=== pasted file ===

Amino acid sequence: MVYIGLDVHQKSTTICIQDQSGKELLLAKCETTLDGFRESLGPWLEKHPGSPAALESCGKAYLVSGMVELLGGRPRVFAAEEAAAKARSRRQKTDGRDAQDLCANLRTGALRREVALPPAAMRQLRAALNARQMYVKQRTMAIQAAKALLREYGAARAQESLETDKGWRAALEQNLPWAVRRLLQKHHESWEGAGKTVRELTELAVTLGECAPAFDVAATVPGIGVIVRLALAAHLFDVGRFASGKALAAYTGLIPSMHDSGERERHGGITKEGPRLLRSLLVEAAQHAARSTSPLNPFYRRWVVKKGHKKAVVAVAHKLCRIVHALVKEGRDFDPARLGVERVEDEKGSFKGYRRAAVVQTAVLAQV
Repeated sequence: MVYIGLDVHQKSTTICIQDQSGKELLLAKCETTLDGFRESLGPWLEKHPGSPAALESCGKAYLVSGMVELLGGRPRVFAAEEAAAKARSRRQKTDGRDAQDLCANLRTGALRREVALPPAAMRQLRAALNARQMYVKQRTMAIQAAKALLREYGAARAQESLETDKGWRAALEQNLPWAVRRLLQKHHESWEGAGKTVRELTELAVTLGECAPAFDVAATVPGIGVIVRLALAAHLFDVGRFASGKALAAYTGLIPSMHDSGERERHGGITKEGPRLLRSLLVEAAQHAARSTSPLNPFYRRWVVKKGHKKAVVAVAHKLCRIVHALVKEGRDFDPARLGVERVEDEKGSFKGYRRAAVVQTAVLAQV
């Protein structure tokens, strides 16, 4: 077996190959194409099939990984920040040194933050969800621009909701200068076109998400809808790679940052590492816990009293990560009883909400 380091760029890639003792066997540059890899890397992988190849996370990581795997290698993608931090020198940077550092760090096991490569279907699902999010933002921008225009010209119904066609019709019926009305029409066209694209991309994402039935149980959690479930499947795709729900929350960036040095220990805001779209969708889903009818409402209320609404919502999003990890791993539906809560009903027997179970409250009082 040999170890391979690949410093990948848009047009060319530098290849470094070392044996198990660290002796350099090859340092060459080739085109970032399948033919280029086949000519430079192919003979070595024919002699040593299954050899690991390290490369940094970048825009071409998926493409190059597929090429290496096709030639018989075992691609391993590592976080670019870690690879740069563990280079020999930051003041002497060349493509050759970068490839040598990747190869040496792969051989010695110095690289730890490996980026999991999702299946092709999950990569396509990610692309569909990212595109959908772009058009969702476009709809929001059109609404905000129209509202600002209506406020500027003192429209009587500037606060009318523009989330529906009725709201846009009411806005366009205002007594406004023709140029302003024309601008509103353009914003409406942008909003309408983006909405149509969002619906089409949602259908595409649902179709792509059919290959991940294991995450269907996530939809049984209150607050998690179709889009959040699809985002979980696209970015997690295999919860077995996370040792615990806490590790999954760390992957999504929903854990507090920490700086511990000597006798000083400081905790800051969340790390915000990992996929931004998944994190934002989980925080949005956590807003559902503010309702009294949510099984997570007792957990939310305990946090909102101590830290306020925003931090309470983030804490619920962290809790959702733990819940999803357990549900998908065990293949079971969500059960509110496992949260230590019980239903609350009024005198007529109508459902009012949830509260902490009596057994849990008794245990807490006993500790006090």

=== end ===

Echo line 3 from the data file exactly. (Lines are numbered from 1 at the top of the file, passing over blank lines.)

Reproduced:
């Protein structure tokens, strides 16, 4: 077996190959194409099939990984920040040194933050969800621009909701200068076109998400809808790679940052590492816990009293990560009883909400 380091760029890639003792066997540059890899890397992988190849996370990581795997290698993608931090020198940077550092760090096991490569279907699902999010933002921008225009010209119904066609019709019926009305029409066209694209991309994402039935149980959690479930499947795709729900929350960036040095220990805001779209969708889903009818409402209320609404919502999003990890791993539906809560009903027997179970409250009082 040999170890391979690949410093990948848009047009060319530098290849470094070392044996198990660290002796350099090859340092060459080739085109970032399948033919280029086949000519430079192919003979070595024919002699040593299954050899690991390290490369940094970048825009071409998926493409190059597929090429290496096709030639018989075992691609391993590592976080670019870690690879740069563990280079020999930051003041002497060349493509050759970068490839040598990747190869040496792969051989010695110095690289730890490996980026999991999702299946092709999950990569396509990610692309569909990212595109959908772009058009969702476009709809929001059109609404905000129209509202600002209506406020500027003192429209009587500037606060009318523009989330529906009725709201846009009411806005366009205002007594406004023709140029302003024309601008509103353009914003409406942008909003309408983006909405149509969002619906089409949602259908595409649902179709792509059919290959991940294991995450269907996530939809049984209150607050998690179709889009959040699809985002979980696209970015997690295999919860077995996370040792615990806490590790999954760390992957999504929903854990507090920490700086511990000597006798000083400081905790800051969340790390915000990992996929931004998944994190934002989980925080949005956590807003559902503010309702009294949510099984997570007792957990939310305990946090909102101590830290306020925003931090309470983030804490619920962290809790959702733990819940999803357990549900998908065990293949079971969500059960509110496992949260230590019980239903609350009024005198007529109508459902009012949830509260902490009596057994849990008794245990807490006993500790006090």